November 8th 2010
Daily Telegraph/ Liverpool Echo
A former British policeman, who was arrested and thrown into a Thai prison on a charge of trafficking a Thai woman for the sex slave trade, was today acquitted at a court in Bangkok after the victim admitted she lied.
Former Liverpool detective Ian Shuttleworth, 50, was released by judges after a Thai woman ‘rescued’ from a brothel in Britain, admitted that she had just told police what they wanted to hear.
‘ I pleaded my innocence from day one and co-operated with all the authorities. Today I received justice. Of course I am pleased, but it has been a nightmare,’ said Mr. Shuttleworth outside the court.
Initially the woman Kalong Saikhamdee,31, from Petchabun, Northern Thailand, said she had been sold into the sex trade and that Shuttleworth had forced her to have sex with her and then taken her to a restaurant in London where she was sold on to a brothel.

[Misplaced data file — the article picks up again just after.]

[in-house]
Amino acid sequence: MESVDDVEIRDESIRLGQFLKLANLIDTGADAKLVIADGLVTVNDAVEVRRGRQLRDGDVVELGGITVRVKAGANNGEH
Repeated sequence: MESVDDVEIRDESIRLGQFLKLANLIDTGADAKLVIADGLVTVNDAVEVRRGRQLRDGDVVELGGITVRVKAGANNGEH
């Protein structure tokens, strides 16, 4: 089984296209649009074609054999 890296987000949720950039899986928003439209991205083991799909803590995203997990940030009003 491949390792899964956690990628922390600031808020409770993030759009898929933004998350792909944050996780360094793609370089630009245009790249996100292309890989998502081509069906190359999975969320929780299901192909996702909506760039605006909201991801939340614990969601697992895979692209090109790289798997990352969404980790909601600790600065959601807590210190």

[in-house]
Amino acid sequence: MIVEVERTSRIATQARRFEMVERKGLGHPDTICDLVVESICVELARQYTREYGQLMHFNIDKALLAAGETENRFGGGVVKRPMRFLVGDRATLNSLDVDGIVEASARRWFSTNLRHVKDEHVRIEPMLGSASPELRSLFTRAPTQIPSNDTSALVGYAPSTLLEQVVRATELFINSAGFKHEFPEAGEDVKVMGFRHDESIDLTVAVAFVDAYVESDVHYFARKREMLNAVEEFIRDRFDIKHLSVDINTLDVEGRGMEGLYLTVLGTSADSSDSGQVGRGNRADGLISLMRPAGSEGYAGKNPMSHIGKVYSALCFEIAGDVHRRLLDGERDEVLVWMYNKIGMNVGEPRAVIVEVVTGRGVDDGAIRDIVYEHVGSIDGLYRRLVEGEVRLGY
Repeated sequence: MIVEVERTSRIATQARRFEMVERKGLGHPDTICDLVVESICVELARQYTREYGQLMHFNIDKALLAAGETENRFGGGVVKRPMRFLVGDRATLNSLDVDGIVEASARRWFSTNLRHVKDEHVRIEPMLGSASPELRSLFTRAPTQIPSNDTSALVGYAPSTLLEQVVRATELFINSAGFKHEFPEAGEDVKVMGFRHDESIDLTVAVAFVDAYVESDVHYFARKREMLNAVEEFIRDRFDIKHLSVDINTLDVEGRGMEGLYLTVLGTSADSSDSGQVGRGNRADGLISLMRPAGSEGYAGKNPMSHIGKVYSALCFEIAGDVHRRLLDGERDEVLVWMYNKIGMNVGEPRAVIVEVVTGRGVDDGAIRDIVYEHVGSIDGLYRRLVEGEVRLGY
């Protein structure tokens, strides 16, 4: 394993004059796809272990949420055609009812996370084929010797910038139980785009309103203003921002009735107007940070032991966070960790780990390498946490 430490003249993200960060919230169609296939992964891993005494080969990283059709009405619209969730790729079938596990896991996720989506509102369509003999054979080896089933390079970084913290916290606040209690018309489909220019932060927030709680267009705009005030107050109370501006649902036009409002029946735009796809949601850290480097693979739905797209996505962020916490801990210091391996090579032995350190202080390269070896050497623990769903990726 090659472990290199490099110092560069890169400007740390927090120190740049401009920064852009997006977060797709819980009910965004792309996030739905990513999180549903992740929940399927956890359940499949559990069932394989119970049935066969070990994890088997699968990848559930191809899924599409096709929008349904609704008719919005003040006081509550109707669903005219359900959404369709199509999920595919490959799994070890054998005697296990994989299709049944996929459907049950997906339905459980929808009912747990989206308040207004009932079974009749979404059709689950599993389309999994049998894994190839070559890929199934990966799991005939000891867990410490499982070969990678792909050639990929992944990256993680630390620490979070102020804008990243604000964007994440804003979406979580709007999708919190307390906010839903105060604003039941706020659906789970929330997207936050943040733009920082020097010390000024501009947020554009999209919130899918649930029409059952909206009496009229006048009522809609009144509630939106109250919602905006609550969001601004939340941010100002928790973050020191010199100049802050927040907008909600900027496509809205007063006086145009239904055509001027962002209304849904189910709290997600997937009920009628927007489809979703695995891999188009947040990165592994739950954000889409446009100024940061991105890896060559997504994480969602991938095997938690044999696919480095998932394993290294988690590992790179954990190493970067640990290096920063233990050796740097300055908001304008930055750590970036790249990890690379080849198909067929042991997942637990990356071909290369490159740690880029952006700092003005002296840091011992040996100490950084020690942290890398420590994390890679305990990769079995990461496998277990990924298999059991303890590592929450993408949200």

But she retracted the story at the Bangkok Criminal Court saying that she was told by other girls that if she said was beaten and raped and forced into prostitution she would be treated better.
Bangkok Criminal Court was shown pictures of her and Shuttleworth in Disneyland, Paris, on a stop-over to visit a sister who had married a Frenchman. The court heard she had travelled abroad many times.
Shuttleworth, from St. Helens, said he had merely agreed to accompany the girl, who had been given a visa, on one of his trips home.
A former murder squad detective he said he was shocked when he was arrested at his apartment in Bangkok in May 2008 following raids in London by the Metropolitan Police Clubs and Vice Squad, which resulted in 30 Thai women being taken out from the sex trade in London.
Subsequently nine Thai citizens appeared at Westminster Magistrates Court on April 22 in connection with the trafficking ring which involved five brothels in the London area and details of Shuttleworth’s involvement were given to the Royal Thai Police.
At the time of his arrest Shuttleworth was running a Private Detective Agency in Bangkok and was a popular figure in the expatriate community in Bangkok.